With Microsoft the best things come in threes....
Microsoft has a vision for the cloud. Anyone who has watched this session by the legendary Rick Claus from last year’s AUTechEd already has a basic idea of what this entails. Microsoft’s plan, dubbed the Cloud OS platform, rests on three pillars. These create a unified strategy that is changing the game and positioning the …
I think your definitions suck young man.
The word cloud has and does mean exactly nothing while trying to describe everything. It has come to replace the terms internet, hosted, virtualised, cluster, web service, blah blah blah farking blah. "Cloud computing" as a term is the closest I've heard to any of these tossed about cloudy pseudonyms that even begins to describe something remotely specific. Vendors abuse the term enormously and customers pay the price.
And to say someone doesn't have a private "cloud" for one reason or another is bollocks because the term means literally nothing specific at all. I can have a private freaking cloud running on my laptop, google has a cloud (seemingly) without virtualisation, I can have a single server with many virtual machines all managed and orchestrated by something like chef/ansible/puppet and call it a cloud as legitimately as someone like Microsoft does. Businesses across the world have had clouds for decades, they just used to call it a network.
I doubt I'm the only guy in the industry to be sick to death of the misuse of this word. Your article has just enforced the stupidity just a little bit more, well done.
(we are all dumber for having read your article, I award you no points and may god have mercy on your soul)
Thanks for taking the time to post a comment. Allow me to rebut.
"I think your definitions suck young man"
Yes. They probably do suck. Most of what I do sucks. I'm a terrible, terrible person for being incredibly bad at defining something that no two companies, let alone two professionals in the industry can agree on a solid definition for.
You are right about one thing though, using the term "cloud" without a definition is like using the word DevOps. It could literally mean anything. Was my definition an abject failure? Actually it wasn't because I was aware when writing it that it was a failure. What I gave you was a dig at the ludicrous meanings of cloud as deployed by vendors across the world. My sarcasm though, was apparently lost in translation. Mea Culpa.
So here's a definition of cloud you might be able to get behind.
"Cloud = "running workloads on $infrastrucutre in a HIGHLY AUTOMATED and ORCHESTRATED fashion" where $infrastructure's location and ownership dertermine the adjective used to describe the Cloud. (Public, Private, Service Provider, etc.)"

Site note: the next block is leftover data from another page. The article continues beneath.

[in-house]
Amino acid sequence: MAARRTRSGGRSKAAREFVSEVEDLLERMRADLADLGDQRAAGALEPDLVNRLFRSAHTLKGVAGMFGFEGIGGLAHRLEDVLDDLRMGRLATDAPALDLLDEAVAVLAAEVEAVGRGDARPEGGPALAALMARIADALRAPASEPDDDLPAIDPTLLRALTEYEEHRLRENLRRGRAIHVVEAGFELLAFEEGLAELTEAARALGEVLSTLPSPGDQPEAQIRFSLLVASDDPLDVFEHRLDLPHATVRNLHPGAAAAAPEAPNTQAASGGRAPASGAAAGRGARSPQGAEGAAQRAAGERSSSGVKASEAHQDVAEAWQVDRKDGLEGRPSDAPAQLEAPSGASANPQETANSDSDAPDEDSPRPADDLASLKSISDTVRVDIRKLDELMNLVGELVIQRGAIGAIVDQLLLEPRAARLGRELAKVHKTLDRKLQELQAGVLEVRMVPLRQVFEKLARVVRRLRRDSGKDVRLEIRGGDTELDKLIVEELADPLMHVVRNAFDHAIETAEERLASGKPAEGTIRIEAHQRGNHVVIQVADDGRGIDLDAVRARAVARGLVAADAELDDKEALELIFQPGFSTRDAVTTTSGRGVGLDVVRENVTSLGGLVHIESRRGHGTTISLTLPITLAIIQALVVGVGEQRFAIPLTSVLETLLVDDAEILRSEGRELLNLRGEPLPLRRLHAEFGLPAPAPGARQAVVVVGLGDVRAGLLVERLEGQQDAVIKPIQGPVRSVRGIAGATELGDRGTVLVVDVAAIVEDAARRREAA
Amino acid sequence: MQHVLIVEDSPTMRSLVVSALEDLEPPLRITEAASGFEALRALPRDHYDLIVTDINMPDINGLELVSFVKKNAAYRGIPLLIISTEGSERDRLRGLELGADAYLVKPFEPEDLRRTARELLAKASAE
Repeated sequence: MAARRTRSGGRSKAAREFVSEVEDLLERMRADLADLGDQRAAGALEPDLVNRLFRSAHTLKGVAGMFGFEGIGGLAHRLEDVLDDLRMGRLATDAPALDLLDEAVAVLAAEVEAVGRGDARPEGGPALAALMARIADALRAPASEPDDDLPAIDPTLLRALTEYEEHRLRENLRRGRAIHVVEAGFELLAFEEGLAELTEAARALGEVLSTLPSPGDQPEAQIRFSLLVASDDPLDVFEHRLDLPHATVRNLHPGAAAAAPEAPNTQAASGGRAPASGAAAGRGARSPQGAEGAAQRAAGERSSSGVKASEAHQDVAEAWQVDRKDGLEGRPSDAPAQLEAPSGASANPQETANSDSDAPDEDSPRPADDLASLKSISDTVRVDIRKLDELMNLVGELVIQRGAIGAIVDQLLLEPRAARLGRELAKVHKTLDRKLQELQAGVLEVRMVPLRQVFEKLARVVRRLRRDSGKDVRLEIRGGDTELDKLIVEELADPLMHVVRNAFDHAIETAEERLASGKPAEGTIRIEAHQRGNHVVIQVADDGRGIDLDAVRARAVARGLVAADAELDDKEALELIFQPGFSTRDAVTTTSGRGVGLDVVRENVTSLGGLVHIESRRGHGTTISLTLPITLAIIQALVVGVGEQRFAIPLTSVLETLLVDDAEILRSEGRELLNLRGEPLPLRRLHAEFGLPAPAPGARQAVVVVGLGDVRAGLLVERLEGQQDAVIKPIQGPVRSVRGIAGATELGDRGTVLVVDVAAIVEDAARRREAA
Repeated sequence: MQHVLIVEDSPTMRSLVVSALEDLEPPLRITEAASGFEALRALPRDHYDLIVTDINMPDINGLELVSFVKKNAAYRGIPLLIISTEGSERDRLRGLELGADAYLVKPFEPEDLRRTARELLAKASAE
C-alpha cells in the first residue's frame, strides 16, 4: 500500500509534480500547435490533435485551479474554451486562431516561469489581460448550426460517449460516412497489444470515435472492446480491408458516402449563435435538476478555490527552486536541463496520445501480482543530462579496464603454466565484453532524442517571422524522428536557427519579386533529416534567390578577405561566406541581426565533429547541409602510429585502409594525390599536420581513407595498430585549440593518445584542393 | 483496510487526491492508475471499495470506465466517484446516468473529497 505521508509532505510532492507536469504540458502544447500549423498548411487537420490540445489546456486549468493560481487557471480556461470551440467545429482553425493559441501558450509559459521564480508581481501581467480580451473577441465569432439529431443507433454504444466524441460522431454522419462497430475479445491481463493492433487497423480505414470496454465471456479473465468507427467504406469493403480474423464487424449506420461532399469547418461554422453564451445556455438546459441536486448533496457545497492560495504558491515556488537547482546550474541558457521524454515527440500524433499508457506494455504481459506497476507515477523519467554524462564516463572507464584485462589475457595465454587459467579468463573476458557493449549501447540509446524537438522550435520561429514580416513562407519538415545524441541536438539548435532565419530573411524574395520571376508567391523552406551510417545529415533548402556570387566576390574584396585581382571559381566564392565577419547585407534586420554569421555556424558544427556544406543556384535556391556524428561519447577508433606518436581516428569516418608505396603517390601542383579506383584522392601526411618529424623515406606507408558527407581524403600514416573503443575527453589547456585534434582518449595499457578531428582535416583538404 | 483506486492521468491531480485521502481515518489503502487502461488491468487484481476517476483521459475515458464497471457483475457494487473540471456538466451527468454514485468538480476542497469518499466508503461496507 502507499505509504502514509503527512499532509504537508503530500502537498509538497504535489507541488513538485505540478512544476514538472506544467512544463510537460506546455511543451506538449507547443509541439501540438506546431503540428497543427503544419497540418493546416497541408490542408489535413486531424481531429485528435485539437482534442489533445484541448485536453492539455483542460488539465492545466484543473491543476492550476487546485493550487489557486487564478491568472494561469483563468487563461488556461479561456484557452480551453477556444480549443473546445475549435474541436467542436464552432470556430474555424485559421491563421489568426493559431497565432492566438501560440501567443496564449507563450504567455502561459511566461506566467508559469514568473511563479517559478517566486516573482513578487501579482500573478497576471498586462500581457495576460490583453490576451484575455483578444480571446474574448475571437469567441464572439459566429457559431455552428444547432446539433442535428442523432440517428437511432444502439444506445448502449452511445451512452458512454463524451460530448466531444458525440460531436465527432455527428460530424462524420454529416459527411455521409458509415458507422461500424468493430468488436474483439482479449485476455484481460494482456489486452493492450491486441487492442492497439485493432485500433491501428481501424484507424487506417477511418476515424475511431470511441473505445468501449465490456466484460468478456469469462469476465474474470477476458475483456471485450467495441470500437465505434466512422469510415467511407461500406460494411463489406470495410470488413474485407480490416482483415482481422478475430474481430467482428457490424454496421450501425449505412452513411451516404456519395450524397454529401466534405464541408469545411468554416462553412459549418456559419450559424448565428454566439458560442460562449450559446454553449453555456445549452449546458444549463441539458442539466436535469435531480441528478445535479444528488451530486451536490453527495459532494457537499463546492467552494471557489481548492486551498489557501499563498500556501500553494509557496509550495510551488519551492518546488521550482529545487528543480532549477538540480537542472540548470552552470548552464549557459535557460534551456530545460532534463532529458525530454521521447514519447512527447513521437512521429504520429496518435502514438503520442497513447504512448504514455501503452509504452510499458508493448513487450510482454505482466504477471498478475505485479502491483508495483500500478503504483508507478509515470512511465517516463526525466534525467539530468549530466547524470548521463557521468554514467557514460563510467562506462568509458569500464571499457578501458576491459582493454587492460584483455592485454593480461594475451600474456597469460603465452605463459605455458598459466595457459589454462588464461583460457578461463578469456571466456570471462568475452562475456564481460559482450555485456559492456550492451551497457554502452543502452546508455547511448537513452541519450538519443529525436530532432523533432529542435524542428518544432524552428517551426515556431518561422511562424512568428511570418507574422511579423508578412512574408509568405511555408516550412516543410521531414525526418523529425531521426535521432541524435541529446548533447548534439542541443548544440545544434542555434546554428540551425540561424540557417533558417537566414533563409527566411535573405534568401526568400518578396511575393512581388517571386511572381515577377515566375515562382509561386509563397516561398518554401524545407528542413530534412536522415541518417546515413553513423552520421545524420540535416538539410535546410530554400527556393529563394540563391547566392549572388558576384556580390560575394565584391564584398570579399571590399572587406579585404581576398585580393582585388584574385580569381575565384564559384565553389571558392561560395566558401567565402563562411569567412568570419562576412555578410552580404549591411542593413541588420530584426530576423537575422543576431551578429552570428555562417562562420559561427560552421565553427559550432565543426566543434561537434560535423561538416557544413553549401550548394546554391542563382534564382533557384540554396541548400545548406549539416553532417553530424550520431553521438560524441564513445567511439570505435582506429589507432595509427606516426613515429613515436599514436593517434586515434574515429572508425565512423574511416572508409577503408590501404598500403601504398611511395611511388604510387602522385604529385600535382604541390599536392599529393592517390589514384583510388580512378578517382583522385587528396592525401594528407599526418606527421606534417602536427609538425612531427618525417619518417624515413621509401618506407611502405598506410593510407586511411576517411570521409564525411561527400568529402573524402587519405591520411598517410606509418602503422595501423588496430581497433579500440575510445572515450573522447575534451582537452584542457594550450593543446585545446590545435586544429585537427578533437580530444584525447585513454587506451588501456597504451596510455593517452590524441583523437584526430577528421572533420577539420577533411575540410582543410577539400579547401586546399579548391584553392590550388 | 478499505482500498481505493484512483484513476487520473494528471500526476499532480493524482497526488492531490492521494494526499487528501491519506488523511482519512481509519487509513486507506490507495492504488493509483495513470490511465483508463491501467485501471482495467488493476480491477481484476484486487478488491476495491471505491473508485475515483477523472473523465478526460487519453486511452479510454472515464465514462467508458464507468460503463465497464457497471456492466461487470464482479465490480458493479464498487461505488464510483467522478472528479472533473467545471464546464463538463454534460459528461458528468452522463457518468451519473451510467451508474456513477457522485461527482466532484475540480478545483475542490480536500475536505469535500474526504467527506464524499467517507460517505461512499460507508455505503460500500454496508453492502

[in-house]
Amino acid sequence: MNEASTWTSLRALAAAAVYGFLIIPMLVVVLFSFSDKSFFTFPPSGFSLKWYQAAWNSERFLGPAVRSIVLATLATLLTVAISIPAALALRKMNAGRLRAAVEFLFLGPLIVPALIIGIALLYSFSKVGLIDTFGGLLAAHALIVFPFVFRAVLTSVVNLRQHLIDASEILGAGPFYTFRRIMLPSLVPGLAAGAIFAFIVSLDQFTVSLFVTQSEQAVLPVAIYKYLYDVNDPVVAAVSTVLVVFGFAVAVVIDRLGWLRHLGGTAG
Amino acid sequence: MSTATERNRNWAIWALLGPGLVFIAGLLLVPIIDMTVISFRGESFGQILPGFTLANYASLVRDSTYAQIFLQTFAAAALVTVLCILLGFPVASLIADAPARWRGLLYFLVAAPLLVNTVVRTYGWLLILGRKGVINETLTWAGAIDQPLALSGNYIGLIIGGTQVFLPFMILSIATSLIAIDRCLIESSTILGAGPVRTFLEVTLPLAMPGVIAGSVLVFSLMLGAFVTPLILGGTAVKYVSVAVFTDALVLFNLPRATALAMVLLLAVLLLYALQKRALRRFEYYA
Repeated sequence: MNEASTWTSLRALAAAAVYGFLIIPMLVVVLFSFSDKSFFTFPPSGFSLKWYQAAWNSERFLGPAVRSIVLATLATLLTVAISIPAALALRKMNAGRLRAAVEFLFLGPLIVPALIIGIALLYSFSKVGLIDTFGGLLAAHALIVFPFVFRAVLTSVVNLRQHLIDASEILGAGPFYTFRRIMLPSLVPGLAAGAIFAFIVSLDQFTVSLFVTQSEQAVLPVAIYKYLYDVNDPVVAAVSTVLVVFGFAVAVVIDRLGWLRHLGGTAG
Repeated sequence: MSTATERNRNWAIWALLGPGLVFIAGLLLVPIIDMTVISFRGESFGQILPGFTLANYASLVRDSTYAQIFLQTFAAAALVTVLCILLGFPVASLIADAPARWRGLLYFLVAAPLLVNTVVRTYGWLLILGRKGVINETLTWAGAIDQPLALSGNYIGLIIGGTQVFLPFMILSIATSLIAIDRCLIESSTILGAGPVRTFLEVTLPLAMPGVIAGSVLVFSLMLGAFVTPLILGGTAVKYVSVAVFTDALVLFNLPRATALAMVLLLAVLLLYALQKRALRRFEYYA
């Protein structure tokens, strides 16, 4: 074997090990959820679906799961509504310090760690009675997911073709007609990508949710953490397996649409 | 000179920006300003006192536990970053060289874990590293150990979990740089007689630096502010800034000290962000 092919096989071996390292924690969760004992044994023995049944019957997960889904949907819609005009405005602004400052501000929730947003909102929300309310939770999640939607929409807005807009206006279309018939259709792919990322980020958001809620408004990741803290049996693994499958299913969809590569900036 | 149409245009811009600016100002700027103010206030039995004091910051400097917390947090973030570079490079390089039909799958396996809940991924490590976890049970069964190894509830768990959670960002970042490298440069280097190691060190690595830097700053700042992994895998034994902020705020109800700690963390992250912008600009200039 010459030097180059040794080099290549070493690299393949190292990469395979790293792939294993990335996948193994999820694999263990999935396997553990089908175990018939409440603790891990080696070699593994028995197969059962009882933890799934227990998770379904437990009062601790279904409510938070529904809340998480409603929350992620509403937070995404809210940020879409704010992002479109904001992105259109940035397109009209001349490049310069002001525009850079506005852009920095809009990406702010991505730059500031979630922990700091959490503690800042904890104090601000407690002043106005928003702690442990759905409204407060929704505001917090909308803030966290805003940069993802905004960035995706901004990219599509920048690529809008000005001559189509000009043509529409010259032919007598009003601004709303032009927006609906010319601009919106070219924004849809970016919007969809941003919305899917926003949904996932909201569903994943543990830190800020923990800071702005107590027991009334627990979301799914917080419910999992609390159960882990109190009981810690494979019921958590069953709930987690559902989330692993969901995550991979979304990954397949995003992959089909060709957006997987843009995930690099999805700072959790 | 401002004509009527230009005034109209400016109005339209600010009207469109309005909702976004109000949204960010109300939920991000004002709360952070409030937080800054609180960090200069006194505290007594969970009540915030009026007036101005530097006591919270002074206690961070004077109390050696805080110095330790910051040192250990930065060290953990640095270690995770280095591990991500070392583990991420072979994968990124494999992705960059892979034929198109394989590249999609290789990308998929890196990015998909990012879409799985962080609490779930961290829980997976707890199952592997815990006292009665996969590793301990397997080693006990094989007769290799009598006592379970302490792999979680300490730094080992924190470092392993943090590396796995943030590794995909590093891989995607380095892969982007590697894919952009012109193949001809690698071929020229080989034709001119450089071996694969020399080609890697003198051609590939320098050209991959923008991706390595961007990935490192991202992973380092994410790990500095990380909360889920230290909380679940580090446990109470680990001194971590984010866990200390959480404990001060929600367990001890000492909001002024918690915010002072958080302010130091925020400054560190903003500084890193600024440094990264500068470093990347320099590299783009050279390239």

Then again you might not, because to use your very own examples, this means that your "single server with many virtual machines all managed and orchestrated by something like chef/ansible/puppet" qualifies as a cloud, while your "business network" does not. The business network might be managed, certainly, but they rarely meet level of orchestration that would qualify them as cloud environment. Then again you might have a network so supremely tuned and balanced with an unparalleled level of automation. If you do, then congratulations. I still won't ever refer to it as a cloud environment though.
So to sum up:
My definition sucked, you objected, but failed to add much of anything to the conversation. I rebutted, offering a different definition. Have I missed anything? Oh yes. Yes I have.
"(we are all dumber for having read your article, I award you no points and may god have mercy on your soul)"
Thanks for the parting shot. It must have been extremely difficult not to lead with it. I could take this criticism to heart. I could decide not to write any more articles. I could give it all up because apparently I will get not points for this effort. I could, but I won't. I won't because as you say at the start, I am a young man. I have at least 30-40 years left in this industry that I deeply love and because I care about the direction it's headed in I decided to get involved in the conversation. So I'll keep writing articles, learning, researching and getting better. One day I might write something you actually like. I sincerely hope not though, because no god I believe in would have mercy on my soul for that.
The point of cloud computing is that you don't need to trust them with your data. You can have a hybrid cloud solution where your data lives on-site at your premises while the rest of your infrastructure and services can live in the cloud, if you so choose. That's the beauty of Microsoft Azure's cloud services - YOU choose where your data lives, and YOU choose how to tailor the cloud IaaS and PaaS to meet your requirements.